Grants can be used as reimbursement only for wage costs actually incurred so, if employers have not paid the government top-up to the employee as wages, they would also be liable to repay it.
What agreements do employers need in place?
The factsheet states that employers must:
This agreement must be made available to HMRC on request.
What should the agreement cover?
The agreement will need to cover:
It should also cover the arrangements for moving the employee out of the JSS if necessary.
Employers may want to wait until the guidance is released and further details are available before finalising any arrangements with employees, although this must be balanced against the short window of time that is available before the scheme comes into effect on 1 November 2020. Employers that anticipate using the JSS on a large scale, or that are already in the course of redundancy consultations in relation to which the scheme may be viewed as an alternative, may feel that they have little choice but to move more swiftly.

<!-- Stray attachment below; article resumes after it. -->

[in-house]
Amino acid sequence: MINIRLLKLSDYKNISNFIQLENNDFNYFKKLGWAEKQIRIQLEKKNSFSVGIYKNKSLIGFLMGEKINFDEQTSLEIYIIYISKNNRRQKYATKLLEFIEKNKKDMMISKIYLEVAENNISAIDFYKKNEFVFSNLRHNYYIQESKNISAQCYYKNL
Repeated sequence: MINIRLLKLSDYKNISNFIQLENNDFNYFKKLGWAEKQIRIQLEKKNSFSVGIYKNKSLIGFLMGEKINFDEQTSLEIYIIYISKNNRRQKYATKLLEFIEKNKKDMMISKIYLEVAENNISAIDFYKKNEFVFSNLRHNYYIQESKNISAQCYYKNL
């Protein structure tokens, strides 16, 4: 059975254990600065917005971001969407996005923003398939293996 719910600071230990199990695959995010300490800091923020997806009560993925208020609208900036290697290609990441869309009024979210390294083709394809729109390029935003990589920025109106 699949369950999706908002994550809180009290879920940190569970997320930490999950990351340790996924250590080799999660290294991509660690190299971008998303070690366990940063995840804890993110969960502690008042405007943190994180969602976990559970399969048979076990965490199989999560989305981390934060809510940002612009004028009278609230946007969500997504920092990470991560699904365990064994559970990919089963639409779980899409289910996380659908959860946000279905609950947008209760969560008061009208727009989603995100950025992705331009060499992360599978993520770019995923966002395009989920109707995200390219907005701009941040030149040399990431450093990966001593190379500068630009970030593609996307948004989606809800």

If employers have some work, but not enough to keep everyone on their pre-pandemic hours, one option is to select some staff for redundancy while keeping others employed on their full hours. There is an argument that it is unfair to make employees redundant when a government-supported JSS is available as an alternative. However, the fairness of a redundancy dismissal depends on all of the circumstances at the time, including the employer's resources. It will not necessarily be unfair to make employees redundant instead of using the JSS, particularly given the additional costs incurred by the employer in making use of the scheme.
Reduced hours working outside of the scheme